One struggle that still remains today in web design is displaying all of the redundant information on every page. For example, a login form. What if there was a way to easily make the content accessible on every page, but keep it hidden until needed? Well you can, by making a top panel that when clicked, will reveal its self and its content. But we need to make this look nice, so we’ll also animate it.
In this tutorial, we’ll create a sliding panel, that slides in to reveal more content, using JQuery to animate the height of the panel. In this case, we will be creating a hypothetical login for the new tutsplus area that’s coming soon.
This plugin takes care of your input fields. Often used by opt-in input fields where the default value of the field is something like “Your e-mail address”. If you click the field the text disappears so that you can type your e-mail address.
This tutorial will show you how to use the “Popular Queries” feed from your Google Custom Search Engine (CSE) as a data source for a jQuery autocomplete.
When creating a web form you have to make a functional and visually aligned layout. The simplest way to do this is to place elements in a table or by fixing width of labels. Tables stretch its cells according to width of largest element in a column. That way you can have aligned form. Fixing label width will also also allow you to have a hard-coded but aligned form.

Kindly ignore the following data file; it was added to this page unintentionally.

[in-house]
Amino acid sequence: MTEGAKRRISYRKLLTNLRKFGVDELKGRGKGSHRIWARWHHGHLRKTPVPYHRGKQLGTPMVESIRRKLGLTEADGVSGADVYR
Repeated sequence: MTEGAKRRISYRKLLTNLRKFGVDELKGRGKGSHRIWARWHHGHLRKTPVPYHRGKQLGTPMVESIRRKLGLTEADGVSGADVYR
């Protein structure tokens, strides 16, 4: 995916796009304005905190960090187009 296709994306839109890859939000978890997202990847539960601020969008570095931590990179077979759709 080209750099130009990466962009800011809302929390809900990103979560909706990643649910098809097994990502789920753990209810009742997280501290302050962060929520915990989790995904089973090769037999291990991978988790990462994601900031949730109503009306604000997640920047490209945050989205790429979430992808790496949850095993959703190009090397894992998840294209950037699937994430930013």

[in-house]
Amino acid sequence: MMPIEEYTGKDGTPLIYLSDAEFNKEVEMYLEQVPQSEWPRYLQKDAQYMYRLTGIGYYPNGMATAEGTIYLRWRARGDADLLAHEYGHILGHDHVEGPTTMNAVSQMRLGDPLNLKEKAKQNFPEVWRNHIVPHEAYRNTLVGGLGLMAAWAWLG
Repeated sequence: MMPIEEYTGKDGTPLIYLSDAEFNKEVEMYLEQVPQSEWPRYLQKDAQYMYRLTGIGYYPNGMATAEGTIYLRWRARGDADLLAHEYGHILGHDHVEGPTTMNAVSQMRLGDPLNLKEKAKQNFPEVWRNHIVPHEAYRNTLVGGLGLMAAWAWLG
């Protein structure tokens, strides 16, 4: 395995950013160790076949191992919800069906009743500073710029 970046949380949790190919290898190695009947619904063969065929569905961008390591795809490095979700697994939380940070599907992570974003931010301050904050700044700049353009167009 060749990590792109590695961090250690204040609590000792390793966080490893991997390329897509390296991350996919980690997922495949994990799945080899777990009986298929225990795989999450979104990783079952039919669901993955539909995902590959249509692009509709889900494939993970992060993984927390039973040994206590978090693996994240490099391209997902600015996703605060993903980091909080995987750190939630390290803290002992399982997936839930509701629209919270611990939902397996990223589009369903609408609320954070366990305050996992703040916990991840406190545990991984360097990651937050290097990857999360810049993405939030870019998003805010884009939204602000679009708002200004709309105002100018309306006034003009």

Twitter’s running a new homepage with clean and easy design. Look at the top right of Twitter’s homepage, you’ll see the sign in button which will drop down the login form. Today, I will make an entry to show you how to create a login drop down with Twitter style using jQuery. It’s really easy, it’ll help you save the space of your webpage and make visitors feel comfortable by the awesome toggle login form. This entry will explain how it works step by step and it’s good for learning jQuery how to do the toggle and tooltips
Autocomplete an input field to enable users quickly finding and selecting some value, leveraging searching and filtering.
By giving an autocompleted field focus or entering something into it, the plugin starts searching for matching entries and displays a list of values to choose from. By entering more characters, the user can filter down the list to better matches.
This can be used to enter previous selected values, eg. for tags, to complete an address, eg. enter a city name and get the zip code, or maybe enter email addresses from an addressbook.
http://malsup.com/jquery/form/“>jQuery Form Plugin
The jQuery Form Plugin allows you to easily and unobtrusively upgrade HTML forms to use AJAX. The main methods, ajaxForm and ajaxSubmit, gather information from the form element to determine how to manage the submit process. Both of these methods support numerous options which allows you to have full control over how the data is submitted. Submitting a form with AJAX doesn’t get any easier than this!
The time when username availability is checked after the page is normaly processed is long way behind us. Google has it, Yahoo has it and many many more sites have it, ajax username availability checker. So in this tutorial we will make an ajax username availability checker powered with jQuery.
Providing a simple and reliable means of feedback from site visitors is a crucial part of any web presence. The most simple and common feedback channel are contact forms.